Liam walked up the leaf-sodden steps to the front door and pulled out the keys. Neither of the keys worked in the lock! He decided to walk around back to see if they’d work on the other door. As he got to the back, he noticed right away that a well-worn path led into the forest/jungle. Like the front, large dog-like prints littered the path.

Liam sighed in relief when the back door opened to one of the keys. He stepped into a stately home that must have cost a fortune to build out here on the island back in its day. Each room spared no expense. The kitchen had marble counters and ceramic floors. The dining room had a heavy oak table with 14 heavy chairs and regressed cupboards. The living room was big enough for large parties, where the centerpiece was a massive stone fireplace.

Over the mantelpiece, high on the stones, was a trophy head of a wolf.

I’m no wildlife expert but that wolf head is three times as large as a normal wolf’s head!

The sun was sitting lower in the sky, throwing shadows inside. Liam tried the light switch, but no power.

That’s right, I need to go turn the generator on in the basement.

Using the substantial oak staircase leading to the basement, he needed his flashlight which he pulled from his knapsack. Within minutes the generator was chugging and he flicked the basement light on. Looking around down there he saw a heavy iron door with a substantial lock on it.

I wonder if that’s what this other key is for?

Liam tried the key in the door, and it clicked. Pulling the heavy door took some strength. Looking in, a shiver ran up Liam’s spine. What he saw with his flashlight looked like the entrance to an underground passage of a cave that had been blasted or carved out of the granite. Liam could hear water echoing in the cave. Then he heard another sound. . . .

My Part:

At first he couldn’t quite make it out, but then as his ear adjusted to the echo of the granite passage it became clear.  It was the melodic singing of a woman.  It was husky, but somehow hypnotically alluring.  Almost involuntarily, he moved towards the voice.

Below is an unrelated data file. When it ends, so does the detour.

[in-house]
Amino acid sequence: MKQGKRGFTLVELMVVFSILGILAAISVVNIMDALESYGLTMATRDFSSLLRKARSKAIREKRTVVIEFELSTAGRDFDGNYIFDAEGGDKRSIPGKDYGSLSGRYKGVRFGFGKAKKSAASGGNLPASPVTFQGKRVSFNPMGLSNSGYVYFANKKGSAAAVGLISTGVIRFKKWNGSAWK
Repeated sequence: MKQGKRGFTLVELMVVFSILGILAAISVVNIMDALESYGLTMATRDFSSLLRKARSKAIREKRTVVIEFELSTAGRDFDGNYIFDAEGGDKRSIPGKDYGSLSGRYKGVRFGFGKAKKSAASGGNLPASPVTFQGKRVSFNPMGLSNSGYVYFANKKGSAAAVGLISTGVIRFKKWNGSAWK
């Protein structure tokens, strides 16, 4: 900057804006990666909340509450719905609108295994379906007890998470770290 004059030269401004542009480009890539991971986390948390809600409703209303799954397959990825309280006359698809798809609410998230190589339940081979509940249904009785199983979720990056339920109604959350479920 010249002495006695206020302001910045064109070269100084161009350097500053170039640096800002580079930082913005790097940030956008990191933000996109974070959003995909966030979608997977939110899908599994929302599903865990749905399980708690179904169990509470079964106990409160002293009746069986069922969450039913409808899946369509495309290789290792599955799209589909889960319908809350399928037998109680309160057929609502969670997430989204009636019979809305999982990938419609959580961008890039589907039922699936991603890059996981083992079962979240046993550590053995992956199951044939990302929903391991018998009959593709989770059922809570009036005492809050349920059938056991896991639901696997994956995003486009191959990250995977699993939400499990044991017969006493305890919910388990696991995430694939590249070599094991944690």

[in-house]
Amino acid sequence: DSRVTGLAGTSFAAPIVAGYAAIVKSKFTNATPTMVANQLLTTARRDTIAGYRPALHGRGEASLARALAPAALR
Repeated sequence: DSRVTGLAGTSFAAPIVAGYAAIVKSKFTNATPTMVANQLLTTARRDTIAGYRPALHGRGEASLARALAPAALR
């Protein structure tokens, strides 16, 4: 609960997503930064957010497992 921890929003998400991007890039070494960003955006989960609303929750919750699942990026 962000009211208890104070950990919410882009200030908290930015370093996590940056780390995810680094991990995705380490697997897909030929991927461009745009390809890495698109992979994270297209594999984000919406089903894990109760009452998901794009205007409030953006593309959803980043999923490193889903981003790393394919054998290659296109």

The passage was a bit longer than he had anticipated, and took two unexpected turns making his ability to calculate his position in relation to the island almost impossible.  Was he still even “on” the island or was he under the lake?  The dripping after the first turn suggested the latter, but he was unsure.

Night had fallen before he reached what could only be describe as a subterranean portico.  As he approached the porch-way, his flashlight flitted across what seemed in gloom to be the nude figure of a middle aged woman, but when he focused the beam back on the spot where he had seen the apparition, there was nothing there.  Then there was a definite movement which he caught in his peripheral vision.  Something large, and dark shot into the forest beyond.

“What the f —,” he said aloud, jumping back against the passageway wall.  After steeling himself, he shot his light towards the cave mouth to the trees beyond.  Well, at least I’m still on the island, he mused trying to give himself some consolation.

Once he was sure that nothing was going to come in from the outside he began to systematically examine the porch.  There was a fair amount of tracked-in dirt on the floor, but it was clear that the surface underneath was tiled.  There was a marble bench and a matching marble table – on which there was a framed black and white photo of a young well-to-do looking couple dressed in a style popular just after the Second World War.

His light then fell on a small pile of neatly folded woman’s clothing placed carefully on the corner of the bench.  Under the seat was a pair of elegant shoes, which seemed to placed with similar care.  He stooped to examine the shoes, and as he did his flashlight illuminated not only small human footprints in the layer of dirt, but more of the huge dog prints almost everywhere in the chamber.

He nearly jumped out of his skin when one of the tropical birds called out in the night.  It was then that he saw . . .

Padre

 

Teresa Grabs is the host of Finish The Story.  She tagged msjadeli, who in turn has picked me to write a chapter.